Good God – Part 1

Even if syntactically correct, some questions and propositions are not well-formed. Chomsky famously illustrated this with a sentence — “colorless green ideas sleep furiously” — which though grammatically correct is meaningless. It is syntactically fine but devoid of any semantic content.

I think the question “Do you believe in god” to be an example of a question that is syntactically fine but is semantically pure nonsense. Why? Because the word “god” is imprecise and undefined in the general context. The most appropriate response to that question is “what do you mean by that?”

If the question is more specific, then the correct answer is “No, of course not!” That’s the proper response to a Jew, a Christian or a Muslim asking you if you believe in god.

The god of the Abrahamic religions is precisely defined: a supernatural entity who at some point in time created the world (a flat featureless plane), put stuff on and around it (stars, the sky, mountains, oceans, plants and animals) and included a nice garden in which he put only one man at first, realized that two are better than one, and so took a rib from the man to created a woman. All very simple, logical, and cut and dried.

Since the word god is precisely defined, one can reasonably answer that one does not believe that such an entity exists or could conceivably exist.

That account of the creation of the world makes for a nice children’s fable. It is an interesting story in which there’s intrigue, suspense and magic like in a Bollywood movie. There’s a talking snake in the garden and there’s a tree in it which bears a magical fruit that the man and woman were forbidden by the creator god to eat. But the snake (who created that snake, one wonders) persuades the woman to eat one of the fruits from that forbidden tree and then gives the man a bite from it. Then god finds out (the primal detective that he is) and punishes them by banishing them from the garden.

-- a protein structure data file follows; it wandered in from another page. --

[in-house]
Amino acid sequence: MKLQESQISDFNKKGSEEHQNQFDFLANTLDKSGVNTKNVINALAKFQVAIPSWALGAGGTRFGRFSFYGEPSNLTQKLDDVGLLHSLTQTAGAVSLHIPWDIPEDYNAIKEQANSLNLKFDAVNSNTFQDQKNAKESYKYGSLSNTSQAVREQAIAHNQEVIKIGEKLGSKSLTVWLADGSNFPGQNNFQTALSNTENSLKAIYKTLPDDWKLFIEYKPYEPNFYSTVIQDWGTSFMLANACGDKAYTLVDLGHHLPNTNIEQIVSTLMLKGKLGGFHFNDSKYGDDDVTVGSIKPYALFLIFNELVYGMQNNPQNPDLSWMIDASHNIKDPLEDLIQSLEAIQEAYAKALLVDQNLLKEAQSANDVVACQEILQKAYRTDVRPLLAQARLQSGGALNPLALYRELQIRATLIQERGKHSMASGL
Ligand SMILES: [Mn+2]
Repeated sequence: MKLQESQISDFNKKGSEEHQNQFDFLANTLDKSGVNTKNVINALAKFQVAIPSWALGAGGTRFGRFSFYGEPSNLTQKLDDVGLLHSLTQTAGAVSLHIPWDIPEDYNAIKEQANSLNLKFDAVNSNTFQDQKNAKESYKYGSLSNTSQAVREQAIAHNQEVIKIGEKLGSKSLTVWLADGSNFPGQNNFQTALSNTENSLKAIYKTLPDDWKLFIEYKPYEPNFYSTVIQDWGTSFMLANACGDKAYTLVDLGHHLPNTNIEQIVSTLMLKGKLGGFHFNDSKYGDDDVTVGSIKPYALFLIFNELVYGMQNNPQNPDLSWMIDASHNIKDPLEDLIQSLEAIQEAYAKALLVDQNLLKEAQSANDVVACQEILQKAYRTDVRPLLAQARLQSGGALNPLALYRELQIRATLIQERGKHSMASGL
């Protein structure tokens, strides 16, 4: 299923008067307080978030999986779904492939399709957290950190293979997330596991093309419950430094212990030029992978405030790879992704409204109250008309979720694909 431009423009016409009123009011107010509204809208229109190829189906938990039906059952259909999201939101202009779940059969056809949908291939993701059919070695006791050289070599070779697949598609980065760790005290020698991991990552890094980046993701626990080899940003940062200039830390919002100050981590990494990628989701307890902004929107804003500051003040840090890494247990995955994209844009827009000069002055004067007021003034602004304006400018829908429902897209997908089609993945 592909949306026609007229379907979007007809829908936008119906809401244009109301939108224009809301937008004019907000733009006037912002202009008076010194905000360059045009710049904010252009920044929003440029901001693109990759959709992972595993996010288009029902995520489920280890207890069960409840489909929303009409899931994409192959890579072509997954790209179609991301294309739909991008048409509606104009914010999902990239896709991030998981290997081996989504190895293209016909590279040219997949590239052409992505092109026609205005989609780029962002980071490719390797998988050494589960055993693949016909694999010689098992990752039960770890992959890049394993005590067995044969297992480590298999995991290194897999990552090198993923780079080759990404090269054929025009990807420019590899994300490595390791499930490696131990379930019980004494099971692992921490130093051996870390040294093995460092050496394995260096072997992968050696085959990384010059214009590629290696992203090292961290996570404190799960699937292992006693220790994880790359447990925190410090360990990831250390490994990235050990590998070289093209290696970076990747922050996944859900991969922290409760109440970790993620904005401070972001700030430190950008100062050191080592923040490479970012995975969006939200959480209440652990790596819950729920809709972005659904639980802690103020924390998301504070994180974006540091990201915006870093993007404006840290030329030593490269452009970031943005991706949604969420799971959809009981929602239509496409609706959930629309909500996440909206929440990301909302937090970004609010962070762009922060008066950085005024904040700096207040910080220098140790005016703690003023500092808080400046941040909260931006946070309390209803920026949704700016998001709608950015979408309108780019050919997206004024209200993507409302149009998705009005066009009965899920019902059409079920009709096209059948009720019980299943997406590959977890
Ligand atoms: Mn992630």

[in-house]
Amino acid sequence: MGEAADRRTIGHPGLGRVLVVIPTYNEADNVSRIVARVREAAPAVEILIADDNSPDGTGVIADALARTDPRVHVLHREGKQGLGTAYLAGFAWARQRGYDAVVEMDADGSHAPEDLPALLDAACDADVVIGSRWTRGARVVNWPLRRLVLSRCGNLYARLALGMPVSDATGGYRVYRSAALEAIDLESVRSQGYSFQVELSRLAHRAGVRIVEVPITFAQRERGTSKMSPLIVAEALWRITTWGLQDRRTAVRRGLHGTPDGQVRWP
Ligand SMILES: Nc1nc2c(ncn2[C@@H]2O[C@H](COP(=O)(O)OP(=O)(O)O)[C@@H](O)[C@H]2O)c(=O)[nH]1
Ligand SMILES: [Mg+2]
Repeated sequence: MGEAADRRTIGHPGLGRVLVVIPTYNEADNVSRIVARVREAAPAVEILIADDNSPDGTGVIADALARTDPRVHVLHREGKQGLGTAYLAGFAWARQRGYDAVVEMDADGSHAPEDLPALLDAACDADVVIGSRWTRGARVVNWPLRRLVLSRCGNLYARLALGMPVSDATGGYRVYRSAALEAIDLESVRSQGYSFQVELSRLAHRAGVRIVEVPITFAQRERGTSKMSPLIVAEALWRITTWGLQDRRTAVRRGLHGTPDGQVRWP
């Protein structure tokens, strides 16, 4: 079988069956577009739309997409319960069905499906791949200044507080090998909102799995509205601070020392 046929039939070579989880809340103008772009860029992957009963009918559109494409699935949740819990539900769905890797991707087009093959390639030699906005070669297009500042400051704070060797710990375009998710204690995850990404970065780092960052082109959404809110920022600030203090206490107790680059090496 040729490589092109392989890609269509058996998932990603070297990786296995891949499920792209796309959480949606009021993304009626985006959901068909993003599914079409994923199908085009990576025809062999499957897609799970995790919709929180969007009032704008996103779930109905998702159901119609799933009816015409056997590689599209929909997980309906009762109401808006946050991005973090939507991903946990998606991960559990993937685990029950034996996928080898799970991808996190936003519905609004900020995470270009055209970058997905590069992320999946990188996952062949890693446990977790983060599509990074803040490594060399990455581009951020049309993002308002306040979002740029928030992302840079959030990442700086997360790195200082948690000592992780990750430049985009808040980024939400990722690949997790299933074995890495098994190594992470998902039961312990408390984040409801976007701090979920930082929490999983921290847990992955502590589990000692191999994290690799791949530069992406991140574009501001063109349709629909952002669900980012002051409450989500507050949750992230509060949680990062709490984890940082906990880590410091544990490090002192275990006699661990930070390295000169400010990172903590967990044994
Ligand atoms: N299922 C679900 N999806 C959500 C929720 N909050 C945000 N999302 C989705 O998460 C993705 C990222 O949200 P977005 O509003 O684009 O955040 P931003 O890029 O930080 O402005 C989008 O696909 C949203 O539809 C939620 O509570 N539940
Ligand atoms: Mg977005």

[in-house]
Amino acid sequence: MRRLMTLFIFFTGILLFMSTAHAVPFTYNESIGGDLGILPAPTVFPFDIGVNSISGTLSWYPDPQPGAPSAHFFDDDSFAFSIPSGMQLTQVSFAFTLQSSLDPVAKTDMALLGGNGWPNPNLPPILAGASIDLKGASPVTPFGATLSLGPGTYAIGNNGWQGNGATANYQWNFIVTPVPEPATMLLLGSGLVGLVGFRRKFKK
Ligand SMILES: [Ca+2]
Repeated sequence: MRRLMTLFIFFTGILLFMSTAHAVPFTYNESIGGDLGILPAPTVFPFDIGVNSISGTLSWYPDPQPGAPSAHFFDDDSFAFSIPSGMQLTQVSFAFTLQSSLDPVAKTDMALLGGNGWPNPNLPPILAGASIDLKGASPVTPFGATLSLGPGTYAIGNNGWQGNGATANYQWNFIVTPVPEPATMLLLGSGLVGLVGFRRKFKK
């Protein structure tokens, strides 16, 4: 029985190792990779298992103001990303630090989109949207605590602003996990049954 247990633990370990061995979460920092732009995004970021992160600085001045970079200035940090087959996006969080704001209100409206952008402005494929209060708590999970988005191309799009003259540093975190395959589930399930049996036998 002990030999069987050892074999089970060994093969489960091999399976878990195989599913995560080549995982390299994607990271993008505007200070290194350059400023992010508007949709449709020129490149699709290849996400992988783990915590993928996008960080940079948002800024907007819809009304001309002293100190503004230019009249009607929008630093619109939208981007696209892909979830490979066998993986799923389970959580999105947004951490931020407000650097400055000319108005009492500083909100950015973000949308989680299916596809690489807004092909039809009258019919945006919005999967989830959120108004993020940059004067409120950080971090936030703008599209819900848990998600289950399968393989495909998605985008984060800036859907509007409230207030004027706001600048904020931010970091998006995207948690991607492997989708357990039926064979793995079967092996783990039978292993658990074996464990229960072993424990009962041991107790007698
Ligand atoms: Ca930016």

It all ends very badly for the couple because they committed a “sin.” The concept of sin is unique and original to the Abrahamic creeds. But that’s not the end of it. Everyone on earth is descended from that couple who committed that “original sin” and is forever cursed by that wonderful god to suffer for that sin.

How’s that for basic morality and common sense? Is it moral to punish another for a crime that someone else committed? It makes no sense but you’d search in vain looking for sense in the monotheist creeds. They are simply stupid and silly. More about that later.